In September and October 2009, the British Academy held ceremonies to honour individual scholars for the excellence of their work in the humanities and social sciences.
The whole article can be downloaded as a PDF file.
Published in British Academy Review, Issue 14 (November 2009).
On 17 June 2009, a group of leading academics, economics journalists, politicians, civil servants, and other practitioners met at the British Academy for a round-table discussion of the current financial crisis. The question under discussion in this British Academy Forum had been framed by Her Majesty The Queen on a visit to the London School of Economics in November 2008, when she had asked: if these things were so large, how come everyone missed them? A purpose of the Forum was to provide the basis of an ‘unofficial command paper’ that attempted to answer this question. The discussion inevitably ranged more widely – touching on the social fall-out of the crisis, and including a plea for a greater emphasis on the teaching of economic history in universities. But it was with The Queen’s question in mind that the two convenors of the meeting, Professor Tim Besley FBA and Professor Peter Hennessy FBA, subsequently drafted a letter summarising the discussion: it was sent to Buckingham Palace on 22 July.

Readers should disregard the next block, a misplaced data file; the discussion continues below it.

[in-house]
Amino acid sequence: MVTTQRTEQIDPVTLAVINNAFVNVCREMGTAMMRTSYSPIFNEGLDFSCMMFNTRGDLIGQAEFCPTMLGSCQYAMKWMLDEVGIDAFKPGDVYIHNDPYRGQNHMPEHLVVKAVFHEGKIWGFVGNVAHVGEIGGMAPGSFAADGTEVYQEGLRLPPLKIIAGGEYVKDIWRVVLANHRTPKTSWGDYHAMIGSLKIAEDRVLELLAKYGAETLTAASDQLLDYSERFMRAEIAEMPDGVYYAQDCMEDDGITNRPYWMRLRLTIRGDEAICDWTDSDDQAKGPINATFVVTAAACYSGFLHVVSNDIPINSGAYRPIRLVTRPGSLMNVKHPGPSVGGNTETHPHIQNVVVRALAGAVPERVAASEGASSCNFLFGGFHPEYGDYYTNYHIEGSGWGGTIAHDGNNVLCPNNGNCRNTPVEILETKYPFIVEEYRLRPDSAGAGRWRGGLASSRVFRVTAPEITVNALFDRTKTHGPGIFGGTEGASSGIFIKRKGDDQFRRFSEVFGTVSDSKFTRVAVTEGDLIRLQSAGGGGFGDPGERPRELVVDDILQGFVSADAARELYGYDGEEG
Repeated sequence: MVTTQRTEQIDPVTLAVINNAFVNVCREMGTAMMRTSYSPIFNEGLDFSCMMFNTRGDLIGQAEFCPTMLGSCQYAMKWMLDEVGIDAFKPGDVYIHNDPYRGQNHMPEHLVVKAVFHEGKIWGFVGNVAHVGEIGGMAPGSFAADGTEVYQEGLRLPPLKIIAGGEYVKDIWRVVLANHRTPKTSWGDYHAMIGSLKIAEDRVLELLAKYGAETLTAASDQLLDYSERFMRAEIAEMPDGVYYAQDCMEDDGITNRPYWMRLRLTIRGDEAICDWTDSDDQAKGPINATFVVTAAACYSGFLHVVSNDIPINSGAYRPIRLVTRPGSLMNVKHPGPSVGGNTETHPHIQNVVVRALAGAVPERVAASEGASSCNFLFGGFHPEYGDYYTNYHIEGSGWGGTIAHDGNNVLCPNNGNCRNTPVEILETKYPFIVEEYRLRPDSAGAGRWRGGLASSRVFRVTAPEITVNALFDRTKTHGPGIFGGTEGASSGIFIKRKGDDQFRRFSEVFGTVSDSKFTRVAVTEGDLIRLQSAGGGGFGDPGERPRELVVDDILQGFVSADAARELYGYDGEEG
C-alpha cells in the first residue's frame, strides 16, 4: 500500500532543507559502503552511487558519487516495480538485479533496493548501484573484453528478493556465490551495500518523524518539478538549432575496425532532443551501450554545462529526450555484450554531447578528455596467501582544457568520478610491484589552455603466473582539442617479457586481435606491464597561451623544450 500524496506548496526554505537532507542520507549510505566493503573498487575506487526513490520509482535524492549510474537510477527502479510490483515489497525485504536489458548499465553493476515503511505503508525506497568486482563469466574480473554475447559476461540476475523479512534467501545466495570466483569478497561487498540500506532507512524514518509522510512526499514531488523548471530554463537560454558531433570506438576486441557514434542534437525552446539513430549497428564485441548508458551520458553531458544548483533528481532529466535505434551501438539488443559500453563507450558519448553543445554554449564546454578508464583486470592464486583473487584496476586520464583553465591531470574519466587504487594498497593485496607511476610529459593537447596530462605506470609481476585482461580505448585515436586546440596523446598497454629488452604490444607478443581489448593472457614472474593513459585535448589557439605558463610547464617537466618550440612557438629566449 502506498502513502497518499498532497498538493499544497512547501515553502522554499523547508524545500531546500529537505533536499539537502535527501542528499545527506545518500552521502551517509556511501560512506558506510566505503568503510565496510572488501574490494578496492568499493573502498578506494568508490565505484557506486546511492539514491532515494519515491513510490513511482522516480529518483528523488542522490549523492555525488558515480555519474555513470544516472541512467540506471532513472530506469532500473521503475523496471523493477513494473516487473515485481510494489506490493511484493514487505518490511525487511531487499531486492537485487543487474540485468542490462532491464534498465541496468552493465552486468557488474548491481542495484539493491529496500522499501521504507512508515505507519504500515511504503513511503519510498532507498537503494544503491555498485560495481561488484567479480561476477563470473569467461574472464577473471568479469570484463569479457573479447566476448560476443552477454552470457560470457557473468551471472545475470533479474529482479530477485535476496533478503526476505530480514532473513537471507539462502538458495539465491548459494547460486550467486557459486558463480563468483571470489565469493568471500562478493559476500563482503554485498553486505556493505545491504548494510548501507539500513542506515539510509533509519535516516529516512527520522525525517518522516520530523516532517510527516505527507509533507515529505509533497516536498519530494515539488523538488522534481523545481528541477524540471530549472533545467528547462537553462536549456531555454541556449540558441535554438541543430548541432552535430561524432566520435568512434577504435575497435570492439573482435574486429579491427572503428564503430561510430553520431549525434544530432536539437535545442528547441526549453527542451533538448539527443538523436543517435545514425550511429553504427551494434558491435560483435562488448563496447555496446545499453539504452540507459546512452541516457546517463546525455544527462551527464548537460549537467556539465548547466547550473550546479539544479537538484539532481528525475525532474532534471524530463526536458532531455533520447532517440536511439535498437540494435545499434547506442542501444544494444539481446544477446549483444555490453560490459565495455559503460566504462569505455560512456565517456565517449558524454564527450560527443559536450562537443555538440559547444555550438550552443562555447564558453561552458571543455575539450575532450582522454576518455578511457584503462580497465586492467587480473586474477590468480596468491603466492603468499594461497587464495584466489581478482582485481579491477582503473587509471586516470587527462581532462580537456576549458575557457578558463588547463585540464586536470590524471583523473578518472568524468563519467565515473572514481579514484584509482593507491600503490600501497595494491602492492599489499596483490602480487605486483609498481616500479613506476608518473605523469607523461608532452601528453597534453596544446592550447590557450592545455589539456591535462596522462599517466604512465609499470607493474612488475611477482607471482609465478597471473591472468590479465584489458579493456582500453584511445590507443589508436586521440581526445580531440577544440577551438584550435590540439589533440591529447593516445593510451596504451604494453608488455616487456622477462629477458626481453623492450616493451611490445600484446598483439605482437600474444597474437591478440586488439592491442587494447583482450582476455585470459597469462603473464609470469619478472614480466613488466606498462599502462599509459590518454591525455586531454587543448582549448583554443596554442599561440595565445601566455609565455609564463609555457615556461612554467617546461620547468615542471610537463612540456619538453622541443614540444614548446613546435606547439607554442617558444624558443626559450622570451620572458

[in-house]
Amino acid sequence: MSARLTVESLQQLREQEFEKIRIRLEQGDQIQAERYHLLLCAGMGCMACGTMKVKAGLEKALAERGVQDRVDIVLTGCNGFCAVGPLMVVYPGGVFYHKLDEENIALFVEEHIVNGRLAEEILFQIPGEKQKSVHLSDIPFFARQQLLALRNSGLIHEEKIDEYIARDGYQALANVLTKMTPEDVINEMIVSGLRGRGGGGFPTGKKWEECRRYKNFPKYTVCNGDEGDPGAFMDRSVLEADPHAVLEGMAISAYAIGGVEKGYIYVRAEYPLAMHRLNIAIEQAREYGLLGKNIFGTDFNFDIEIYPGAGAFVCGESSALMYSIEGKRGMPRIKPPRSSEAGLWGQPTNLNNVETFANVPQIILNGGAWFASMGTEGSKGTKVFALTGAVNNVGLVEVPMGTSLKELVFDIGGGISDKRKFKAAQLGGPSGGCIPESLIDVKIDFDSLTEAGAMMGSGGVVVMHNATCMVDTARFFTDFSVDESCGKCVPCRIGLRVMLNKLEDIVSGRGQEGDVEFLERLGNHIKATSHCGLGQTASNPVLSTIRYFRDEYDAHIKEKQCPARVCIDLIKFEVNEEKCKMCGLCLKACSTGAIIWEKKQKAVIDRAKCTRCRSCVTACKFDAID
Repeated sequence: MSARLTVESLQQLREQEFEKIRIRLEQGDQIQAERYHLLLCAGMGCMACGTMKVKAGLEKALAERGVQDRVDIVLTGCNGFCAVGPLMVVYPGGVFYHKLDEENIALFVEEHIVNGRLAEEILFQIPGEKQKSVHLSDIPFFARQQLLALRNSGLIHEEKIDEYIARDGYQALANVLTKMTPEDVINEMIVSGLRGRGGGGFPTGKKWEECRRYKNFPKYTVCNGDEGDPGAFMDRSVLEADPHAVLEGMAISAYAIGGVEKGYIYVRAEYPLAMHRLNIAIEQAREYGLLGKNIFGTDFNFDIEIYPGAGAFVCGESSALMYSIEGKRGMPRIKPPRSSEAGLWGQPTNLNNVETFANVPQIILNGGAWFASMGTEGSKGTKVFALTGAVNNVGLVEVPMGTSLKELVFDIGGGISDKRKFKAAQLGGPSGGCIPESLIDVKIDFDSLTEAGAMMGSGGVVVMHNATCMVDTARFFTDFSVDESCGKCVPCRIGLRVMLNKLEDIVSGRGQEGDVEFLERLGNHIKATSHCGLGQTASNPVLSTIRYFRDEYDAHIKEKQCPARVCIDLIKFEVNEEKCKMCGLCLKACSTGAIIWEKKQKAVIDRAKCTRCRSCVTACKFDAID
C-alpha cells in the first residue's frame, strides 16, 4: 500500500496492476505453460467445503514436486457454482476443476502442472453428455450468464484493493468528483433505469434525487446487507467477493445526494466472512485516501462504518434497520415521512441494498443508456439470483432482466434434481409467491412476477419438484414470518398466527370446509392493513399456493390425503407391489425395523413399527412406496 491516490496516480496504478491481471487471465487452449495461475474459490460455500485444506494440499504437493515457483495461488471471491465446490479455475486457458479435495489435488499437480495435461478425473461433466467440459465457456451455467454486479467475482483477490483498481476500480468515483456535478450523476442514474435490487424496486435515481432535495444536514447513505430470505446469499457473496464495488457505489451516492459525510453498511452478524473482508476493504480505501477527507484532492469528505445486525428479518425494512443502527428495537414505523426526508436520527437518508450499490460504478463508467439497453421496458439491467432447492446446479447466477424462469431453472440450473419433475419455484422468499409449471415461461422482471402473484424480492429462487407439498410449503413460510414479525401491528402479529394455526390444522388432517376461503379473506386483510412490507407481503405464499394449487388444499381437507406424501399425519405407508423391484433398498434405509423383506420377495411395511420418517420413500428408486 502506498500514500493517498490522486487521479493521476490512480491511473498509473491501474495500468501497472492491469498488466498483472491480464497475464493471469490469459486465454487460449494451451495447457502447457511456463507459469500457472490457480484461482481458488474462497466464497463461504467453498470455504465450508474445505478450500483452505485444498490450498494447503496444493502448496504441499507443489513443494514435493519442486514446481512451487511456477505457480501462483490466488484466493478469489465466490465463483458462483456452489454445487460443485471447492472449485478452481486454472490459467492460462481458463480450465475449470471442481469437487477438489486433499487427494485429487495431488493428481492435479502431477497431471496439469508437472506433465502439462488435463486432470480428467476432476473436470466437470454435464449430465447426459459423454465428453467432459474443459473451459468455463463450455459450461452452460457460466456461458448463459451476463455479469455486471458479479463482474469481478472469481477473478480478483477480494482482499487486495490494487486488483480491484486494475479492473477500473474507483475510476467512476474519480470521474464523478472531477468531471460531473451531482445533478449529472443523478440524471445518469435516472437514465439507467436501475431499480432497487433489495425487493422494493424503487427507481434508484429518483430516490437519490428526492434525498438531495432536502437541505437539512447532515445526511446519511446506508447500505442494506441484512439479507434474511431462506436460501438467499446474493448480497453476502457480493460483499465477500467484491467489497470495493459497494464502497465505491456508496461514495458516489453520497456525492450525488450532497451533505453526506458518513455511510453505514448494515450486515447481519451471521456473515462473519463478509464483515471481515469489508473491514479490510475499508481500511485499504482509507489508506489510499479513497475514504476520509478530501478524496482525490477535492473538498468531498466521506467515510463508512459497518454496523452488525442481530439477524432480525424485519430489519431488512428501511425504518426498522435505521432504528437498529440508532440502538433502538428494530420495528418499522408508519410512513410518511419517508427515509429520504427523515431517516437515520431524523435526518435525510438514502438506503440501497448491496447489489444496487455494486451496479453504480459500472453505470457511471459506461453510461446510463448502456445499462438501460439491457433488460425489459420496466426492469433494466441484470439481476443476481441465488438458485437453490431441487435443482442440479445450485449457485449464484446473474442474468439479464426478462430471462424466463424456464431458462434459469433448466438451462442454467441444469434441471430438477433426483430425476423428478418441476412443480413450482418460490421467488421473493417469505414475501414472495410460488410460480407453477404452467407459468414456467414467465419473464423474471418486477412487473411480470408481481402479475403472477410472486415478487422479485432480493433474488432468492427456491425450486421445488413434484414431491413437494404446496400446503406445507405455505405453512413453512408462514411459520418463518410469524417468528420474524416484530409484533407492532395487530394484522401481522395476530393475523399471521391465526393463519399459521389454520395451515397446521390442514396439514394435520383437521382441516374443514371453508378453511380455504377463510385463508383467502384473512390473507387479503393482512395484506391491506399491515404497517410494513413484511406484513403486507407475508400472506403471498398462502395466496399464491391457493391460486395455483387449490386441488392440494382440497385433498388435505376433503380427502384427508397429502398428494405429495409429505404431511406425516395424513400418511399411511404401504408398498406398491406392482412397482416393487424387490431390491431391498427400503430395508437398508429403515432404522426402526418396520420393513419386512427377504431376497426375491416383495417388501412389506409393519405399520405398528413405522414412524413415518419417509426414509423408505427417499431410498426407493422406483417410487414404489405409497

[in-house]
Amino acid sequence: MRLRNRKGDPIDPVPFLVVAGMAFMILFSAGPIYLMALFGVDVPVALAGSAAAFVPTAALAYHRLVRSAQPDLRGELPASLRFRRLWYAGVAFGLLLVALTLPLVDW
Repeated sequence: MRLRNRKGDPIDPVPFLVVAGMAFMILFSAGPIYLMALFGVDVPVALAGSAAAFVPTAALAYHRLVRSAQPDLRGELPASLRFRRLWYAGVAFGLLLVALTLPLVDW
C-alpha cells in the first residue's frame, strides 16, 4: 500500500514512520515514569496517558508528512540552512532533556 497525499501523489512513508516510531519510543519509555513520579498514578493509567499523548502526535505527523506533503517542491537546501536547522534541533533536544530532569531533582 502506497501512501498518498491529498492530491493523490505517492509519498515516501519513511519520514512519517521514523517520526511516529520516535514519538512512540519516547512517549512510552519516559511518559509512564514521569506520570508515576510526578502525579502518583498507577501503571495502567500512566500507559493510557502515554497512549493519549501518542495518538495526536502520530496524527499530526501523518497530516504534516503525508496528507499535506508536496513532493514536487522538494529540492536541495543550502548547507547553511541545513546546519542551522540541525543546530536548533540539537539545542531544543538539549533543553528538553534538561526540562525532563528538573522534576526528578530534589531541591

On 23 September 2009, the British Academy hosted a workshop to take a fresh look at the 1970s – a watershed in post-war British history. It was followed in the evening by a public panel discussion, chaired by Professor Laurie Taylor (presenter of Radio 4’s ‘Thinking Allowed’). Dr Lawrence Black and Dr Hugh Pemberton introduce the issues that need to be tackled when studying a decade that continues to resonate strongly in our recollections of the recent past.
2009 has been the bicentenary of Charles Darwin’s birth, and the 150th anniversary of the publication of ‘On the Origin of Species’. On 29-30 June, the British Academy, the Royal Society, and the American Philosophical Society held a joint conference in Cambridge to celebrate. One of the participants, Professor Peter Bowler FBA, here discusses the extent to which early accounts of evolution portrayed it as one big adventure story.